In this case there was an error, it was plain, and we have no trouble seeing its effect upon Watson's substantial rights: The district court's misimpression that a sentence of 108 months was "considerably less than the statutorily-available sentencing maximum" was apparently the basis upon which the court suggested it had taken the relevant mitigating factors into account and was imposing a significantly lesser sentence. Thus, it appears there might have been a "materially different result, more favorable to the defendant," United States v. Coles, 403 F.3d 764, 767 (D.C.Cir.2005), had the district court had the proper sentencing range — either the 115-month Guidelines maximum or the 120-month statutory maximum — rather than the supposed 240-month statutory maximum as its frame of reference. In short, it appears the district court thought it was imposing a sentence "considerably less" than, but instead imposed a sentence quite close to, the maximum.
We conclude the district court's erroneous premise gave it the mistaken impression it was being lenient and the error thus infected Watson's sentence. Cf. United States v. Williams, 399 F.3d 450, 461 (2d Cir.2005) ("[L]eaving in place an error-infected sentence that would have been materially different absent error and that could be readily corrected would `seriously affect[ ] the fairness, integrity or public reputation of judicial proceedings.' Indeed, it would seriously affect all three." (footnote and citation omitted)). We therefore reverse Watson's sentence.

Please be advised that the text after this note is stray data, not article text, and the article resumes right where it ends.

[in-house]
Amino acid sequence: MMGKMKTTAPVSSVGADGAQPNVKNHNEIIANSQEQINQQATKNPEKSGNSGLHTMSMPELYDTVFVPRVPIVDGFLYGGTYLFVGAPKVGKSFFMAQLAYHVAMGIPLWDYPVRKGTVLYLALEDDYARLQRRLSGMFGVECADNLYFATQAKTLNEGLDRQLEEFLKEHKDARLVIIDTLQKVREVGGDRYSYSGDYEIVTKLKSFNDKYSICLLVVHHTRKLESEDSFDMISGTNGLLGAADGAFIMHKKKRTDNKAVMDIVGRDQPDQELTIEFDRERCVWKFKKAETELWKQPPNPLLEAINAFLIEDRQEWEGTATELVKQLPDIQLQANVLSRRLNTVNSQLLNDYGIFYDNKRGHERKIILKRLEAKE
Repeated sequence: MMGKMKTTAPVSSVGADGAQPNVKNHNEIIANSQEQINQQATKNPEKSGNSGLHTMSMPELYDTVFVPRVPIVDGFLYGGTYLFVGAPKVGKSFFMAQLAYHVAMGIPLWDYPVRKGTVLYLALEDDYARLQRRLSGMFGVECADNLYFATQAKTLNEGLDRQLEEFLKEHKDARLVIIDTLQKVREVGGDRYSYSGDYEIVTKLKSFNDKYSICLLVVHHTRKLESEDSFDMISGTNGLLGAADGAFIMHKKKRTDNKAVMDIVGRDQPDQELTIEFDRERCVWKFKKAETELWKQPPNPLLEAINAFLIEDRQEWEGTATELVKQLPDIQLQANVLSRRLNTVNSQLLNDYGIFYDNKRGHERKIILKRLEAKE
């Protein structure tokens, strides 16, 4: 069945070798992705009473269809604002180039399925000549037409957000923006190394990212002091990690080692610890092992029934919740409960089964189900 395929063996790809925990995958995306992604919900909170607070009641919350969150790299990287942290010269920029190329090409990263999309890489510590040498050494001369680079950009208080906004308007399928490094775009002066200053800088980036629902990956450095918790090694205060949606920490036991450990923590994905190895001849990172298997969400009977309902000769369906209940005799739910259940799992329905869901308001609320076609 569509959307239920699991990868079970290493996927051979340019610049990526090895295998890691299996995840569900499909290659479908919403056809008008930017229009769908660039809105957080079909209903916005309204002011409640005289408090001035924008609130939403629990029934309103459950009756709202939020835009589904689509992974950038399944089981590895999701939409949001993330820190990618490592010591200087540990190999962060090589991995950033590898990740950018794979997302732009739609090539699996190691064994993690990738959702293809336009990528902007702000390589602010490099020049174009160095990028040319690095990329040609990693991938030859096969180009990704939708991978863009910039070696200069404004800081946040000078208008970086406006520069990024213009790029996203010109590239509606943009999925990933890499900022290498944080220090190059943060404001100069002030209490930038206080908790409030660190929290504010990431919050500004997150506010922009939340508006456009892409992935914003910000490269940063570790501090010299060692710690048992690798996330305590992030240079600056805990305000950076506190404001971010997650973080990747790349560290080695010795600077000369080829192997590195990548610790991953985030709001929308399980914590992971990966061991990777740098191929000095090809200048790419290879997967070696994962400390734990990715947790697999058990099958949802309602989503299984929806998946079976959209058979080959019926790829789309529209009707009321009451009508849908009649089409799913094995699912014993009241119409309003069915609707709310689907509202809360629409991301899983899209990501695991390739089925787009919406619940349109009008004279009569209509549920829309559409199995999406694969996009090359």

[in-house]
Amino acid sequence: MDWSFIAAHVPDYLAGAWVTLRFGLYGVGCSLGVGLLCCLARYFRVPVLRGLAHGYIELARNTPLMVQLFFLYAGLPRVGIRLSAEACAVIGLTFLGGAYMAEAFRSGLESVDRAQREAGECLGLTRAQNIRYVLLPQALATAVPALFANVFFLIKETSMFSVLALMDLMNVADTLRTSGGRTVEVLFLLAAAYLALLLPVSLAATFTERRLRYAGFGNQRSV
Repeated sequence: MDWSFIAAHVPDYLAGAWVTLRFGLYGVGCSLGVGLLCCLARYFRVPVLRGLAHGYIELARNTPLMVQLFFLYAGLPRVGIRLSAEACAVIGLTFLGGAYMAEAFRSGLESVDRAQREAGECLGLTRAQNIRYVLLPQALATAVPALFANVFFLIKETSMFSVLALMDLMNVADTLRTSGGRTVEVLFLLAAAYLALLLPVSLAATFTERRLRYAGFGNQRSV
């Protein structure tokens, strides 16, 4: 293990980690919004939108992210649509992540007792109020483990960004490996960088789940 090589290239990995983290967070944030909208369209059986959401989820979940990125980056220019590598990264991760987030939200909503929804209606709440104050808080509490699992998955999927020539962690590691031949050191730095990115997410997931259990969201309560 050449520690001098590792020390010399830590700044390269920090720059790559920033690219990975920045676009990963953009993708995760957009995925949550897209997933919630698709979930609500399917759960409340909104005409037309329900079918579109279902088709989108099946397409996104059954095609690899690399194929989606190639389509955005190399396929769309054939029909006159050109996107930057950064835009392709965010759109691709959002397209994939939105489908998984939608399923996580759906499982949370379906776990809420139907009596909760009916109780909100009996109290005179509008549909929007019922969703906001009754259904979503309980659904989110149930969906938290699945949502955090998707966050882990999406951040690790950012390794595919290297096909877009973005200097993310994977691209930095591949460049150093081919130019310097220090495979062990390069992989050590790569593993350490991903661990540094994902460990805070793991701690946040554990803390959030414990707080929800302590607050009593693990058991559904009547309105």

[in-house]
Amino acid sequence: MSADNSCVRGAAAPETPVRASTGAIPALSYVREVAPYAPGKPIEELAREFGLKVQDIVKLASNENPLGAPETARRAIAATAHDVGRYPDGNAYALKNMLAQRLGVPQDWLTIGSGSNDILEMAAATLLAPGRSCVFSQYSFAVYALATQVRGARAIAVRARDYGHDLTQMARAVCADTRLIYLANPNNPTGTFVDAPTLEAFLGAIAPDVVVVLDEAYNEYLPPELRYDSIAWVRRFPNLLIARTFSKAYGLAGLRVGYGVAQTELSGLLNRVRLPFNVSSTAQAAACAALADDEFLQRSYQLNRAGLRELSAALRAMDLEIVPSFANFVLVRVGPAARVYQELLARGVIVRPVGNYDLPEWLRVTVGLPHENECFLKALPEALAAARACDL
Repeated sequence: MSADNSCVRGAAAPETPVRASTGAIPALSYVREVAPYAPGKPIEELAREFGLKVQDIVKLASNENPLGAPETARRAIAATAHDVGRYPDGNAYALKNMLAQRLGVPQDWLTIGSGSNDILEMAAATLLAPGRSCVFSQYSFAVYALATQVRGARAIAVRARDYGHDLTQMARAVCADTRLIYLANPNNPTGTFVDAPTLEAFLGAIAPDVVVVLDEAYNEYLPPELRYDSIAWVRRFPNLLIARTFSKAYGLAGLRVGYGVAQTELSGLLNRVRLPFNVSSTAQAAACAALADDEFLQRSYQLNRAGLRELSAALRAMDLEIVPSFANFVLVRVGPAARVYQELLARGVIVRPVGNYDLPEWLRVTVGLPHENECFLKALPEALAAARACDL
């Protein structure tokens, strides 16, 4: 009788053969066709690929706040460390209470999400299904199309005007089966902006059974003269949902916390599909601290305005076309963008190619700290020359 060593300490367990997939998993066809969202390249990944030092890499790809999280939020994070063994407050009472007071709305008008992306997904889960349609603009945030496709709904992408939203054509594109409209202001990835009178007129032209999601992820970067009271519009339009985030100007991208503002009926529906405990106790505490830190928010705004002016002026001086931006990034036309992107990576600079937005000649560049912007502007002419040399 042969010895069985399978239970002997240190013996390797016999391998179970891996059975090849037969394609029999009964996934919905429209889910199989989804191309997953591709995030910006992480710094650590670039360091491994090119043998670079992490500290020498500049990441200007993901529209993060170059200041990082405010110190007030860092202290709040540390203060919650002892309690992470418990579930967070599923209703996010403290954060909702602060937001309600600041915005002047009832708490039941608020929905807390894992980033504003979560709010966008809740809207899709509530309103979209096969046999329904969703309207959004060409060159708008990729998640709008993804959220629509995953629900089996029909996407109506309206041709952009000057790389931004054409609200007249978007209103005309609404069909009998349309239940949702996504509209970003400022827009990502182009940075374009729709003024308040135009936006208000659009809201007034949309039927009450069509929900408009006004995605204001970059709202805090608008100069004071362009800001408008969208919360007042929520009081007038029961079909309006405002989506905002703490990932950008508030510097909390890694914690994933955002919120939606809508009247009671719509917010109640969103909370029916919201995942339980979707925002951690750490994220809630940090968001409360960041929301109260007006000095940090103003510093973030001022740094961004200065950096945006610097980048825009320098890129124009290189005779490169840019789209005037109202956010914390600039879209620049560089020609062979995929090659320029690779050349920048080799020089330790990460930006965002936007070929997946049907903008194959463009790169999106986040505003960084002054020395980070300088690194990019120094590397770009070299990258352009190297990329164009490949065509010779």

C. The Roads Not Taken
As we have seen, the district court did not make a finding regarding the advisory Guidelines range applicable to Watson's sentence. The Government concedes this was a mistake. See, e.g., United States v. Coumaris, 399 F.3d 343, 351 (D.C.Cir. 2005) (under post-Booker sentencing regime, "a sentencing court is required `to consider Guidelines ranges' applicable to the defendant" (quoting Booker, 543 U.S. at 245, 125 S.Ct. 738)). Because, as seen in Part II.B above, we reverse and remand for the district court to correct a plain error, we need not decide the effect (if any) this error had upon Watson's sentence.